Consumer Repair Guide
In some states, repair facilities are required by law to provide a written estimate. The estimate will include parts and labor.
Labor rates vary across the country. The range is from $30 to $100 an hour. Many factors go into determining a labor rate, such as:
- Cost of labor in your area.
- Types of vehicles worked on.
- The repair facility's overhead.
- Skill level and certification of technicians.
Keep in mind that your technician does not receive the hourly rate you are quoted. This rate reflects his pay plus overhead expenses for the facility, such as utilities and equipment leases. Because so much diagnostic and repair equipment is now needed, running a garage is not a low-overhead business. For example, a front-end alignment machine can cost around $40,000. The purchase or lease of new equipment, such as transmission, power steering and coolant flushing machines, also is expensive.
Most shops quote a "flat rate" based on a manual that tells them the average time it takes for a specific repair on your make and model vehicle. (You can ask to see this manual.) A flat rate is the number of hours it should take for a proficient technician to do a specific task. The "flat rate" is then multiplied by the shop's labor rate to reach the actual labor charge for the service. Diagnostic work and some types of computer and electronics work will not be charged at a "flat rate." By its nature, the time can't be accurately estimated in a book.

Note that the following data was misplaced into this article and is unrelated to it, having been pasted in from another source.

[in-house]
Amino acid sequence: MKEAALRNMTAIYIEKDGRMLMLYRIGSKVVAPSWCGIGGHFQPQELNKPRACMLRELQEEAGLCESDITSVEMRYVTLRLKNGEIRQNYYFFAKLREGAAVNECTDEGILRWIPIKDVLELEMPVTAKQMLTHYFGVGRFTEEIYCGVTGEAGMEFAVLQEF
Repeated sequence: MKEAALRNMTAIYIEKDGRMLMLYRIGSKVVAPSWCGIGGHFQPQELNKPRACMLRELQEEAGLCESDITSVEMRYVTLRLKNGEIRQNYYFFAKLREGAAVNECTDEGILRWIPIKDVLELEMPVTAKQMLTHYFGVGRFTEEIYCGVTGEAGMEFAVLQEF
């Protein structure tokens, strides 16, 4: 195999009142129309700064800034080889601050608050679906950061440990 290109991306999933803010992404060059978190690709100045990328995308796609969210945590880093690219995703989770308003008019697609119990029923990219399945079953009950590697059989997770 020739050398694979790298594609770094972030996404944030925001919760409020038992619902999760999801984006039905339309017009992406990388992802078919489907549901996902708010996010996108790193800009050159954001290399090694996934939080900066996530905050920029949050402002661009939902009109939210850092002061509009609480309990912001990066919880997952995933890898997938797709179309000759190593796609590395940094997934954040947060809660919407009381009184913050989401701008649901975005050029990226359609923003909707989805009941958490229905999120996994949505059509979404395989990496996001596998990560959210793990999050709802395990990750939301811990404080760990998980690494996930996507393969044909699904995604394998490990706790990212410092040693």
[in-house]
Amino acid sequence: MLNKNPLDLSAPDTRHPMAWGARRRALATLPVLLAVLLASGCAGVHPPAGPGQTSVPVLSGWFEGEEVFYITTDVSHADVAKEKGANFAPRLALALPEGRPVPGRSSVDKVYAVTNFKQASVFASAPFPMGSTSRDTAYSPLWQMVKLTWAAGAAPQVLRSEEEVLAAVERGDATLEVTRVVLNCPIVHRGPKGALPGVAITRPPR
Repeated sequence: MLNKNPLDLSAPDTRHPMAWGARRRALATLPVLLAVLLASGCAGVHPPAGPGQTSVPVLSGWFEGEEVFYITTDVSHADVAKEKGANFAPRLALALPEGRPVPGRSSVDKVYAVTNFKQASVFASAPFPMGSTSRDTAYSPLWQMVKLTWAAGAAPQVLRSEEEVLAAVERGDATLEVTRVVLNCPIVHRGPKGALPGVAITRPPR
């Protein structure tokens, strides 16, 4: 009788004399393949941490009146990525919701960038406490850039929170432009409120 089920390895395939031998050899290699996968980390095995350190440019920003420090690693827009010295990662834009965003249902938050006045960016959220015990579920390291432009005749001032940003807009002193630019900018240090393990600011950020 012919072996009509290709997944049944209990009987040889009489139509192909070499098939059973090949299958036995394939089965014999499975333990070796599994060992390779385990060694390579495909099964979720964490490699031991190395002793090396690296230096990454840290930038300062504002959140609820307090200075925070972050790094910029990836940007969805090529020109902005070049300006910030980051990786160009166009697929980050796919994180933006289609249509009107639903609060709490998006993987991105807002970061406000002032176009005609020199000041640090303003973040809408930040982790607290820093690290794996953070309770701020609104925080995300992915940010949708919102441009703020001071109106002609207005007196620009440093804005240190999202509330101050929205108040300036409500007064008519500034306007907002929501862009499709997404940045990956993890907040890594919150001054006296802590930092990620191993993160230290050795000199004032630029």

If you are facing a major repair, such as engine or transmission work, consider a second opinion. A second opinion is inconvenient and will cost more money, however, it may provide you with added comfort about your decision. Your technician may even help you find a qualified specialty shop for your specific repair.
In considering an estimate, make sure you understand everything that will be replaced and what kinds of replacement parts will be used. An estimate should clearly state what work will be performed and which parts (if any) will be replaced.
Like so many things in life, cheapest may not always be best. The quality of parts and labor vary widely. It is very difficult for most of us to determine the individual quality of either. Auto parts come in many different packages and with many levels of quality. In most cases, you get what you pay for. Ask the shop what types of parts are being installed. Are they original equipment or a professional line made by a reputable company? If not, you may end up with a smaller repair bill but much bigger headaches.